After ending the even-year domination of the San Francisco Giants in four games, the Chicago Cubs will host the Los Angeles Dodgers in what could be one of the most compelling championship series we’ve seen in quite some time. The Dodgers needed epic performances from Kenley Jansen and Clayton Kershaw just to get past Washington Nationals in Game 5 on Thursday night, but what transpired in D.C. has only added the intrigue surrounding the NLCS.
You won’t watch a single pitch during this series without a backstory unfolding. The Cubs are marching towards burying an array of ghosts (and goats), while Kershaw and Co. are looking to put recent playoff defeats behind them.
The Dodgers may have the best pitcher of his generation, but the Cubs have the convenience of lining themselves up for perhaps the most important series the franchise has played in 70 years. The Cubs dominated the regular season and are favored and they are carrying the weight of 108 years on their shoulders. You’ll be able to feel the angst at Wrigley Field from your couch.
It’s easy to say from behind a keyboard, but Northsiders should take a deep breath and enjoy the next week of baseball. It’s going to take a herculean effort from the Dodgers, and serious internal failure, for the Cubbies not to advance onto the 112th World Series.
It all starts with Jon Lester, who will start Game 1. The Dodgers struggle against left-handed pitching and Lester, who has a resume overflowing with postseason experience, will start twice in the first five games. L.A. hit just .214/.291/.333 against southpaws this season. In addition to Lester, the Cubs also have lefties Aroldis Chapman (15.53 K/9 since he was acquired) and Travis Wood at their disposal.
Kyle Hendricks, Jake Arrieta and John Lackey may be right-handed, but all three are capable of pulling a Madison Bumgarner when they take the mound. Hendricks could be the National League Cy Young winner after leading the league in both traditional (2.13 ERA) and advanced (188 ERA+) metrics. He’s also a tremendous fielder and isn’t prone to issuing free passes (2.084 BB/9), which lends itself to preventing unwarranted rallies like the one the Dodgers pulled off in the seventh inning of Game 5 against the Nationals.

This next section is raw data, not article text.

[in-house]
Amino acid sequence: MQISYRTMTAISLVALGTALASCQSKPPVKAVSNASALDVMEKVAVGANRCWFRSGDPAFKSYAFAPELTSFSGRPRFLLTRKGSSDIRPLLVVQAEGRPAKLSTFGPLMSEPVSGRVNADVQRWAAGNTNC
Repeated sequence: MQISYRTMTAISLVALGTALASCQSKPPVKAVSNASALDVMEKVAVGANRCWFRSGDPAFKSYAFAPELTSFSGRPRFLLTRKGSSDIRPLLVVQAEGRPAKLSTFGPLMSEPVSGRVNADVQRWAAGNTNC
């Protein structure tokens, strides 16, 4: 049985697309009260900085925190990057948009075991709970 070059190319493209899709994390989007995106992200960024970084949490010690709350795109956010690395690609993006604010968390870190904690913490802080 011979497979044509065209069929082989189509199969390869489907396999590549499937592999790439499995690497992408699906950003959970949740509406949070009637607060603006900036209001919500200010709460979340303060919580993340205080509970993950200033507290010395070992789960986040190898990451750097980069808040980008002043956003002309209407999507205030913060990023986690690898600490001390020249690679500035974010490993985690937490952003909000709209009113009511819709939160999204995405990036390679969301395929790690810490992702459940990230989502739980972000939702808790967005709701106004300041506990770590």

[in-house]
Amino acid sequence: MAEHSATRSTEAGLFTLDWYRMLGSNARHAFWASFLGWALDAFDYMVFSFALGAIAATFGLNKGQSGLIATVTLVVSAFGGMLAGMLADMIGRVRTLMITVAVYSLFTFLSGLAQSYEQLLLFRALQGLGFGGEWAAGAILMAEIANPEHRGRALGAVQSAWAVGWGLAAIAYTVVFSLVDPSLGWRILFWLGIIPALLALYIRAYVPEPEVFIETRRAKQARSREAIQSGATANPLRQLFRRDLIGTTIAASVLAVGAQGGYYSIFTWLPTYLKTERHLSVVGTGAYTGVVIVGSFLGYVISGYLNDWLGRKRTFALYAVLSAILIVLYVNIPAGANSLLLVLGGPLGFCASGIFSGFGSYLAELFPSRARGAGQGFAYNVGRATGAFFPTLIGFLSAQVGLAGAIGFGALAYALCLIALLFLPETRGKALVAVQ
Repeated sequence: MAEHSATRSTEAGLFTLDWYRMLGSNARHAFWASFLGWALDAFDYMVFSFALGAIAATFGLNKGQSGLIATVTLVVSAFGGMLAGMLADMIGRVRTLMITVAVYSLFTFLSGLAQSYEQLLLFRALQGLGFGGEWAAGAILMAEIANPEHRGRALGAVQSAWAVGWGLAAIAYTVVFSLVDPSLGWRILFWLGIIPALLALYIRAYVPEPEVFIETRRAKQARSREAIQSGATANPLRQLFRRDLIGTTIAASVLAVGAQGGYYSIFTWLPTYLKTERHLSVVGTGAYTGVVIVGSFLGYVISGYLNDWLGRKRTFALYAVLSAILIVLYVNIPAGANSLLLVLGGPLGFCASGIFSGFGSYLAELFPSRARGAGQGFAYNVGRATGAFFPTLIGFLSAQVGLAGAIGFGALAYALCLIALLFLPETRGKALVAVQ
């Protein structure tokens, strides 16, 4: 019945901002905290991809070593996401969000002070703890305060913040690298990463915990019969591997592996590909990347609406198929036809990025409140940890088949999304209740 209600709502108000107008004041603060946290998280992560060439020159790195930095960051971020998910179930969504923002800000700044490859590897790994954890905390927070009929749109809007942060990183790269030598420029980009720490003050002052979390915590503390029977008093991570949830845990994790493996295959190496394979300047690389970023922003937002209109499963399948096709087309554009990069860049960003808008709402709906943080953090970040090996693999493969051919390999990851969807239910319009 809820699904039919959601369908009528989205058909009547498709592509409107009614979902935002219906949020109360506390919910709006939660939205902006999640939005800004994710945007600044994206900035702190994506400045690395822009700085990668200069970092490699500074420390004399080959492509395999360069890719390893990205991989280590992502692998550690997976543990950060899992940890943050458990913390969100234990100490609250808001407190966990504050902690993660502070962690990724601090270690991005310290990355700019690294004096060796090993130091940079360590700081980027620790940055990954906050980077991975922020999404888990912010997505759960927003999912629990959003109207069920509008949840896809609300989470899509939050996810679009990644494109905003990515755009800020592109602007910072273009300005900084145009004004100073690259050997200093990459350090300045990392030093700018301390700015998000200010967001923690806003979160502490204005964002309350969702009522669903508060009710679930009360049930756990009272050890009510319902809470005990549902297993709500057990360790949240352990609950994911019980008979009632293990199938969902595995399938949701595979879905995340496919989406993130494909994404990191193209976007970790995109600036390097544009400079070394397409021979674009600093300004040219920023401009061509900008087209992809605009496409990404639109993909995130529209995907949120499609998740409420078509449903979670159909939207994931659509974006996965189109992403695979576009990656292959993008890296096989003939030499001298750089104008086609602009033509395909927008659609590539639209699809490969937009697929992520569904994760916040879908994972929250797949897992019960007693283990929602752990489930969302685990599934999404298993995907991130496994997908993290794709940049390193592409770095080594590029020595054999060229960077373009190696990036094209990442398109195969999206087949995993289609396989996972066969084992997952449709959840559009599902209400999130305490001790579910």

Arrieta struggled towards the end of the season and his 2016 wasn’t nearly as dominant as his 2015, but you had to expect some numerical regression. He still allowed the fewest hits per nine innings (6.294) in the NL. He’s started walking more batters, but remains a no-hitter waiting to happen. Lackey, 37, is a better postseason pitcher than he gets credit for at this stage in his career. Over 131.1 innings, he has a 3.22 ERA, 103 strikeouts and he’ll undoubtedly give Joe Maddon respectable innings.
The Cubs scored 17 runs over four games against the Giants, but the offense was largely disappointing. In the early portion of the series, Chicago’s pitching delivered several timely hits. Dexter Fowler, Anthony Rizzo, Ben Zobrist, Addison Russell and Jason Heyward combined to go 8-for-75 (.106 BA) in the NLDS with no home runs, two RBI and 19 strikeouts. Yikes.
Despite those horrible numbers, Chicago advanced and L.A.’s rotation gets shaky after Kershaw, who may not even start until Game 3.
The one player who did hit as expected in the NLDS, Kris Bryant, mashed pitching with a .375/.412/.688 line. He led all NL players with 7.7 WAR this season after making significant improvements on what was a Rookie of the Year campaign in 2015. He reduced his strikeouts while increasing his power and recorded 14 DRS this season across every position aside from catcher and second base. He’s the ultimate swiss-army knife on a team that also employs Mr. Utility Ben Zobrist.
So bring on Clayton Kershaw and Corey Seager, raise Chase Utley and Carlos Ruiz from the dead, let Dave Roberts pitch Kenley Jansen for nine innings and let Justin Turner’s red hair run wild. Heck, bring a goat and Steve Bartman along too.
It doesn’t matter. The Cubs are going to the World Series.